Elon Musk has revealed proposals for one of his most ambitious projects to date – intercontinental rocket flights for passengers that will take under half an hour.
Long-haul flights in a rocket could soon make plane travel on Earth virtually obsolete, an investment firm suggests.
A trip from London to New York would only take 29 minutes and less than one hour to Sydney on Elon Musk’s SpaceX Starship.
Getting from point-to-point on Earth by traveling through outer-space could ‘cannibalize’ the current market for journeys lasting over 10 hours.
The company also claims that the space tourism industry will be worth £2.3 billion ($3bn) by 2030.
In the not-too-distant future, rocket flights which blast passengers briefly through space will start to replace long-haul flights, analysts have predicted. UBS predicts that by 2030, the market for high-speed travel via space will be worth at least $20 billion – and will seriously compete with long haul flights.
The analysts pointed to plans from Elon Musk’s Space X to use the Starship rocket to fly up to 100 people from New York to Shanghai in 39 minutes – or London to New York in 29.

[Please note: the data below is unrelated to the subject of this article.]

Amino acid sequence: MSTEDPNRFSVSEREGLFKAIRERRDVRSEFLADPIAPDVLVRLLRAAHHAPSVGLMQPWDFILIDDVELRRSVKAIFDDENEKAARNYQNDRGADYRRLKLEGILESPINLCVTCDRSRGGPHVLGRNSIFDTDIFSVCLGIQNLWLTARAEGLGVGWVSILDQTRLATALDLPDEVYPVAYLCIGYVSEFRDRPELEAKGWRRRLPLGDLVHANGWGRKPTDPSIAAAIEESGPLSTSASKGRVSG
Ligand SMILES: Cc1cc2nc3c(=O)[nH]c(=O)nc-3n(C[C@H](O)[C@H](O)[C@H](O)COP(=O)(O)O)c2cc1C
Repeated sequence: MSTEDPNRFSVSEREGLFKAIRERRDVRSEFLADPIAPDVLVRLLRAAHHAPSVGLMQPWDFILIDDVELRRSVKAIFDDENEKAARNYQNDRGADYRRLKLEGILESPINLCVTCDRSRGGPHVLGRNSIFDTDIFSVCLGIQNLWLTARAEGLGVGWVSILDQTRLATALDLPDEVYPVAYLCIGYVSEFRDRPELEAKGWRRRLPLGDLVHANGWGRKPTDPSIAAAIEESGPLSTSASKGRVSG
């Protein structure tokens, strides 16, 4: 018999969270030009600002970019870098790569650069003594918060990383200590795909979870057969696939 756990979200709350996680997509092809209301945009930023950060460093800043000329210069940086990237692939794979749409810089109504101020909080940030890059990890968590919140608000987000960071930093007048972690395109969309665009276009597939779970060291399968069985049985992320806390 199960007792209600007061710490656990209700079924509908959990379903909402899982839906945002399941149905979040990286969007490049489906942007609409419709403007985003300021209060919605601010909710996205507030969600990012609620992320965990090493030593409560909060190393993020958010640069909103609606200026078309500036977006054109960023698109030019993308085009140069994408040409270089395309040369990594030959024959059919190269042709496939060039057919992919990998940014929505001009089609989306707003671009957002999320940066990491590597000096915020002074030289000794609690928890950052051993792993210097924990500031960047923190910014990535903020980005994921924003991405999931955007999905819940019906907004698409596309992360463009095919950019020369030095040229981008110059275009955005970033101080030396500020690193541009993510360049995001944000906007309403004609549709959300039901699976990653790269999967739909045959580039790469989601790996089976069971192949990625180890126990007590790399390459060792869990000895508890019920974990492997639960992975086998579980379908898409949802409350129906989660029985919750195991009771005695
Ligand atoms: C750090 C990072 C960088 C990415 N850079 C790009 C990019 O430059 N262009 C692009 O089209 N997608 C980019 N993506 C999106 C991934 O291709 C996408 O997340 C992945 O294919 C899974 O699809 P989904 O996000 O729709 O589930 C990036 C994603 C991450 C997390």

The analyst firm predicts that long-haul flights over 10 hours will be ‘cannibalised’ by point-to-point rocket travel.
UBS analysts Jarrod Castle and Myles Walton wrote, ‘While space tourism is still at a nascent phase, we think that as technology becomes proven, and the cost falls due to technology and competition, space tourism will become more mainstream.
The future of long-distance air travel on earth will feature rockets entering the upper atmosphere before returning to Earth, said the financial experts.
Such high-speed travel via outer space’ represents a very lucrative market for the likes of SpaceX and Virgin Galactic, who are competing in a space tourism race.
For longer haul flights such as London to Sydney, which can currently take 23 hours, a rocket would take less than an hour.
Analysts predict that the wider space industry, which is currently worth around £300 billion ($400bn) billion today will rise to £610 billion ($805bn) by 2030.
The race to be the first company to send passengers to space is being fought between Virgin Galactic’s Sir Richard Branson, SpaceX founder Elon Musk and Amazon CEO Jeff Bezos’ Blue Origin.
UBS predicts that the market is huge even if a small percentage of passengers on the turn to rocket travel to get from point to point.